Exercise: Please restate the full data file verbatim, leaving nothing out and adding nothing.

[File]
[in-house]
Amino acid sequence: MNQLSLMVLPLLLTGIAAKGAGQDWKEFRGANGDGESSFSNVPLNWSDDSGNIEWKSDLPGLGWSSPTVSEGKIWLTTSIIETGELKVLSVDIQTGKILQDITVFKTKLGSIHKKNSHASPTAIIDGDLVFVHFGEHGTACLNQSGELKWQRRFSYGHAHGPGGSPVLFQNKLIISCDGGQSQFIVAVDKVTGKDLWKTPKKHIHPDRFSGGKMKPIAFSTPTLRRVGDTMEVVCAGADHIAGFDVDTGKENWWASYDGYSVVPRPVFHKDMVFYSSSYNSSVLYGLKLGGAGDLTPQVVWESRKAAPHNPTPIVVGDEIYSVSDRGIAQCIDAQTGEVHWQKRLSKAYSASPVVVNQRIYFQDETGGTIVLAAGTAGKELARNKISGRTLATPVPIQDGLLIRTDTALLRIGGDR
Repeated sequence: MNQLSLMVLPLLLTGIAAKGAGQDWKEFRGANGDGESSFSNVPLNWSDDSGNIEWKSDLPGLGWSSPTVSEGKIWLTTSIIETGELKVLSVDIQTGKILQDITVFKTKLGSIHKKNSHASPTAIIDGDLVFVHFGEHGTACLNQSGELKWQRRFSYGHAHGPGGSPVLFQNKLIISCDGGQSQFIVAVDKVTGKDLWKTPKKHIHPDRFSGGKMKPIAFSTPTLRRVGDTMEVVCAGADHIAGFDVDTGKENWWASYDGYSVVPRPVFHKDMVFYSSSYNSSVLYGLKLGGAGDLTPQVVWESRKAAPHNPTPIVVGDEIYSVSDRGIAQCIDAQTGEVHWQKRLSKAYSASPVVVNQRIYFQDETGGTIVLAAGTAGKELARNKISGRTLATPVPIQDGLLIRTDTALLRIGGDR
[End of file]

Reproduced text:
[in-house]
Amino acid sequence: MNQLSLMVLPLLLTGIAAKGAGQDWKEFRGANGDGESSFSNVPLNWSDDSGNIEWKSDLPGLGWSSPTVSEGKIWLTTSIIETGELKVLSVDIQTGKILQDITVFKTKLGSIHKKNSHASPTAIIDGDLVFVHFGEHGTACLNQSGELKWQRRFSYGHAHGPGGSPVLFQNKLIISCDGGQSQFIVAVDKVTGKDLWKTPKKHIHPDRFSGGKMKPIAFSTPTLRRVGDTMEVVCAGADHIAGFDVDTGKENWWASYDGYSVVPRPVFHKDMVFYSSSYNSSVLYGLKLGGAGDLTPQVVWESRKAAPHNPTPIVVGDEIYSVSDRGIAQCIDAQTGEVHWQKRLSKAYSASPVVVNQRIYFQDETGGTIVLAAGTAGKELARNKISGRTLATPVPIQDGLLIRTDTALLRIGGDR
Repeated sequence: MNQLSLMVLPLLLTGIAAKGAGQDWKEFRGANGDGESSFSNVPLNWSDDSGNIEWKSDLPGLGWSSPTVSEGKIWLTTSIIETGELKVLSVDIQTGKILQDITVFKTKLGSIHKKNSHASPTAIIDGDLVFVHFGEHGTACLNQSGELKWQRRFSYGHAHGPGGSPVLFQNKLIISCDGGQSQFIVAVDKVTGKDLWKTPKKHIHPDRFSGGKMKPIAFSTPTLRRVGDTMEVVCAGADHIAGFDVDTGKENWWASYDGYSVVPRPVFHKDMVFYSSSYNSSVLYGLKLGGAGDLTPQVVWESRKAAPHNPTPIVVGDEIYSVSDRGIAQCIDAQTGEVHWQKRLSKAYSASPVVVNQRIYFQDETGGTIVLAAGTAGKELARNKISGRTLATPVPIQDGLLIRTDTALLRIGGDR